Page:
Just as we came into the boat yard we had the opportunity to talk with two other cruisers who just had their decks done by Flavit, and were given the pitfalls to avoid, we learned a few more in the process.  We were warned to check the tape very closely when they taped off the deck to spray the gel-coat.  I did.  I re-taped much of it.  We were also warned to mix PLENTY of gel-coat, and make sure it was mixed well throughout the process.  They ended up with the color changing as they got to the end of the bucket, as it wasn’t mixed thoroughly, and ran out of gel-coat having to remix and repaint the entire deck.   The mixing process here is standing over a bucket of gel-coat, with red, yellow, blue and black:  mix till you like the color.  If you have ever stood over paint chips picking out the perfect not quite white, white, then you know how hard it can be to choose a shade.  We wanted a not quite white similar to our hull.  So a little red, a little yellow .. mix .. compare to the last sample etc, until you can’t tell what any of them look like.  When we finally got a color we were happy with, I certainly didn’t want to repeat that process again.  On that go around, we did have plenty of gel-coat and were able to finish the job on one mixing.  It would have been nice if it was one spray as well.  The spraying went okay, but he chose the windiest day we had out of the month to spray, which blew a lot of dirt into the gel-coat.  A bad decision.  Spraying should only be done on days with no to little wind, it’s still a dirty place so dirt is an issue, but why not minimize.  When they sanded down the gel-coat, they went through all the layers in several places and those had to be taped off again and repainted, it turned out okay,  but not as well as if it had been right to start with.  Faced with it again, I would insist he spray twice, once the first day and again the day after to assure a good coat everywhere.  And then we get to apply to nonskid.  The choices here are a very very fine nonskid that he sprays on, and the other is a much larger texture.  We went for the larger, which has to be rolled on.  Mixing grey was every bit as much fun as mixing white.  The first go around, black was added to the white and put on the deck.  The next day we looked at the deck, it was grayish with a very strong blue tone.  The nonskid was very rough and very sharp.  After a while of talking we found out that it would be better if it was sanded a little, this wasn’t just done or offered we had to ask.  So it gets sanded we mix up a new color, trying to make sure there was no blue tone to it, we erred on the side of green, but just barely and it looked okay, however there were places that stayed soft and never dried right.  When wet there were places that had been sanded too hard and were just plain slick.  So once again tape off and re-do the non-skid.  This time we forgot to mention ‘get plenty of gel-coat’, apparently it’s a reminder that has to be said every time.  The painstaking process of mixing grey, resulted in a very nice grey, no blue, no green, just a nice light grey. We got down the first coat, with new non-skid compound.  On the previous applications when rolling the gel-coat, they would put the gel-coat in a tray add a capful of activator, to harden it, mix it around with the roller and apply.  I’m sure you can imagine that it was quite easy to get spots of gel-coat on the deck that would contain little to no activator, not harden well and get ground in with dirt.  We had them mix in a separate container and pour into the tray, even then they had to be watched closely to make sure they didn’t use any right out of the mixing container.  By this point we want to be done with the decks and not have any more mistakes.  At the end of day the decks looked great, the color was perfect.  Day two would be lightly sanding the non-skid and applying two new coats.  But we didn’t have enough mixed gel-coat!  We were able to mix a nearly exact match of the grey, but that hour could easily have been spent doing something else if we had enough to start with.  The first go around with the nonskid many of the edges where the tap had been were also ground with dirt and didn’t look so good, it may have been the tape residue rubbed into the gel-coat before it set completely, we are not really sure as we didn’t watch them take the tape off the first time.  We opted to take the tape off ourselves the second time and mostly not walk on the gel-coat at all for a couple of days to let it fully cure.  The tape removal process was very slow and tedious.  Some places the gel-coat was quite thick over the tape and hard to break/cut with a knife to peel up the tape.   It would have been better if they were more careful in the application near the tape, keeping the edges thinner and barely overlapping the tape.  The green tape that is available here will leave a very sticky residue just after a day, if possible the blue tape is much better to use, bring some from the states or another country if you can, I have seen some available in one of the marine stores here in Cartagena.  In the end, the decks look great, and Flavit did a great job, we would highly recommend his work to other cruisers.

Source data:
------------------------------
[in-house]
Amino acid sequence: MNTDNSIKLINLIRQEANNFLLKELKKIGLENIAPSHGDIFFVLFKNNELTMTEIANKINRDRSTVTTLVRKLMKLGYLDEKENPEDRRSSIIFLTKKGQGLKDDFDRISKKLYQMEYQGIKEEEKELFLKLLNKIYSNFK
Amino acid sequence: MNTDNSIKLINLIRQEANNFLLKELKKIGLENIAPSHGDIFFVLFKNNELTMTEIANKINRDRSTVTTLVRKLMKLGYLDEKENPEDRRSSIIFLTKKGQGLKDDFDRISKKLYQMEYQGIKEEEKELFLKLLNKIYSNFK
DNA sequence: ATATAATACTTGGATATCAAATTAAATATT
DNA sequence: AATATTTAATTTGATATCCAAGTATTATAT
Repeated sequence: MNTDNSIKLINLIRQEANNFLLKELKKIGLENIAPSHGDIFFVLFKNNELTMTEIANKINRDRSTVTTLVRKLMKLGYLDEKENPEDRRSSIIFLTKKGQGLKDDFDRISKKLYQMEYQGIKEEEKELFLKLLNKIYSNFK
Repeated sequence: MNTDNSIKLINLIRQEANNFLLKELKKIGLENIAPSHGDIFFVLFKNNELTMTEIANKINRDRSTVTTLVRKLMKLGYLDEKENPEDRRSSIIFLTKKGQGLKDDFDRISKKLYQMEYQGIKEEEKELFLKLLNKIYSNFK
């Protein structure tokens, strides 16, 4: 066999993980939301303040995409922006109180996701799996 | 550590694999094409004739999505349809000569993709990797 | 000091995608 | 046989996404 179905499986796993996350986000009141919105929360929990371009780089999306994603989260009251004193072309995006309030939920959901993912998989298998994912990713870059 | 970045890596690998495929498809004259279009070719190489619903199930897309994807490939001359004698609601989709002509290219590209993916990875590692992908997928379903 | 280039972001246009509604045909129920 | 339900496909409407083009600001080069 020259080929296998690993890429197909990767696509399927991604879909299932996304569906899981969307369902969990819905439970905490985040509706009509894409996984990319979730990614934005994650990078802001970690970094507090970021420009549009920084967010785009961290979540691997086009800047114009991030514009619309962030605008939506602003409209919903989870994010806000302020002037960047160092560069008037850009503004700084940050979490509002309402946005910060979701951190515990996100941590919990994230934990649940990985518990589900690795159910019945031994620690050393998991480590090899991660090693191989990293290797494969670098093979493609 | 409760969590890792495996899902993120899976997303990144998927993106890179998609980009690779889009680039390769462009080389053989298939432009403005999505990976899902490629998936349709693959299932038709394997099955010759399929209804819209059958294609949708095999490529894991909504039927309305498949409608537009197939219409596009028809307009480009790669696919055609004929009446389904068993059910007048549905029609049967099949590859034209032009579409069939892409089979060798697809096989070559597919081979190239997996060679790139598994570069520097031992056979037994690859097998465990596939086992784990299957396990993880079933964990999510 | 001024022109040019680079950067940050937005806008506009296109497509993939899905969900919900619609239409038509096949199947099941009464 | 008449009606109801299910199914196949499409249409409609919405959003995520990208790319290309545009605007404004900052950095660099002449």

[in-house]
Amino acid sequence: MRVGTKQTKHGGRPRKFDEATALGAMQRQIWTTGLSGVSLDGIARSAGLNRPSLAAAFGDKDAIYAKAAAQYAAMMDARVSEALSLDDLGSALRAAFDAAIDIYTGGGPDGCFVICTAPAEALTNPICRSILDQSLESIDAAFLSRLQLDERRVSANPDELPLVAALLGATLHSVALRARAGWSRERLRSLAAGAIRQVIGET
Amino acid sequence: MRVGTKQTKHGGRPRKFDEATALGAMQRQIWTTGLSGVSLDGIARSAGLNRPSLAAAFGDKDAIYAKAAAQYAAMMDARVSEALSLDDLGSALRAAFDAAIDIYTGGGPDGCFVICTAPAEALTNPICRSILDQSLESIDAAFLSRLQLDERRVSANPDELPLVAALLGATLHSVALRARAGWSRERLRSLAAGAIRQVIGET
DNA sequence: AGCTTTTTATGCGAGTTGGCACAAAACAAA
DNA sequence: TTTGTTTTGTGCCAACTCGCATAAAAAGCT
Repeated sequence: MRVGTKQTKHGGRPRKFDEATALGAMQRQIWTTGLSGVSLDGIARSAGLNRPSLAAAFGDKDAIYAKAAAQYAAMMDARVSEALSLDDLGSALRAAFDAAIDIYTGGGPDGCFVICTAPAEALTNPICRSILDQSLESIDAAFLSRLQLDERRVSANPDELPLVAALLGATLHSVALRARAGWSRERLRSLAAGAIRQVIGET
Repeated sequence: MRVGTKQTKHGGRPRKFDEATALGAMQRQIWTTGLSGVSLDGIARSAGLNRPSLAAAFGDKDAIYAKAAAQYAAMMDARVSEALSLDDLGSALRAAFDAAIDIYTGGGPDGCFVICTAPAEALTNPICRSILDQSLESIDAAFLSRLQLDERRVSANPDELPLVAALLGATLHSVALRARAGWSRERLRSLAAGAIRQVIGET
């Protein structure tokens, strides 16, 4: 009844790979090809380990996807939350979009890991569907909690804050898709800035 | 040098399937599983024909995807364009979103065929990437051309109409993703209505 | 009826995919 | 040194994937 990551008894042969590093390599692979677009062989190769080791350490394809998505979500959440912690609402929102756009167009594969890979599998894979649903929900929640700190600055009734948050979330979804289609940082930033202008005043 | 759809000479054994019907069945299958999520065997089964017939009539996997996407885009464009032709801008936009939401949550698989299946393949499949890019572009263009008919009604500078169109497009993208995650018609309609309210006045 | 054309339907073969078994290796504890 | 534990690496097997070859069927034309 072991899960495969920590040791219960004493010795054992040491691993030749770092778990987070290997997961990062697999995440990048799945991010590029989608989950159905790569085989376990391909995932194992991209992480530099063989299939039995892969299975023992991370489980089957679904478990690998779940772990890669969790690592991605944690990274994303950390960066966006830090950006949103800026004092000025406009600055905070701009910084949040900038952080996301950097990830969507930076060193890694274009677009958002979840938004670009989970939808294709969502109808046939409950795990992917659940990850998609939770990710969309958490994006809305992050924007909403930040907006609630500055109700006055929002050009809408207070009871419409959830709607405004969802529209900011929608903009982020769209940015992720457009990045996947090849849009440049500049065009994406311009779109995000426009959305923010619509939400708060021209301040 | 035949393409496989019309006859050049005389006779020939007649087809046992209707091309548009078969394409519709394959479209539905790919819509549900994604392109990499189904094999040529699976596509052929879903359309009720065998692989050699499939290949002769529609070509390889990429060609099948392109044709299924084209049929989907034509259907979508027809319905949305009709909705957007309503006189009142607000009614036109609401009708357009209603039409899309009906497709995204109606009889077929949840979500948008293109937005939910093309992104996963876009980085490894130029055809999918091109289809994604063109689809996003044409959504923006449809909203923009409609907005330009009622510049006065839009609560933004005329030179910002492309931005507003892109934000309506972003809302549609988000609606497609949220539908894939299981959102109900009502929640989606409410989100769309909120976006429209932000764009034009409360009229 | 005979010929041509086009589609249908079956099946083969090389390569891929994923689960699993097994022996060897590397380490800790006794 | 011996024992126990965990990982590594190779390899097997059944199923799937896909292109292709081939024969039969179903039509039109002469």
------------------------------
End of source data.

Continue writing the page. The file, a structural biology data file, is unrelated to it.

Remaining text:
As with most boat projects it’s not a far leap from one project to lead to yet another project.  While we had Flavit working on our decks, we had him do some fiberglass work for us.  When we repaired damage from the lightning strike in Grenada we moved some instruments from the cockpit up to a Navpod over the companionway.  This was a big improvement, making them much more visible and accessible, but didn’t look the best.  Flavit fiberglassed a custom navpanel over our companionway, it looks great and gave us more space to mount cockpit speakers.  And since we were into fiberglass…. When we bought the boat she had a deck mounted life raft, which was well out of inspection.  Instead of shelling out the money for an inspection that may or may not pass we replaced the life raft with a Winslow that stows below decks.  Instead of getting rid of the life raft deck box we used it to store our folding kayaks.  This worked well but was not the easiest to get into, so we had a new deck box built, with a hinged lid it’s easy to access, and a little bigger in the same space.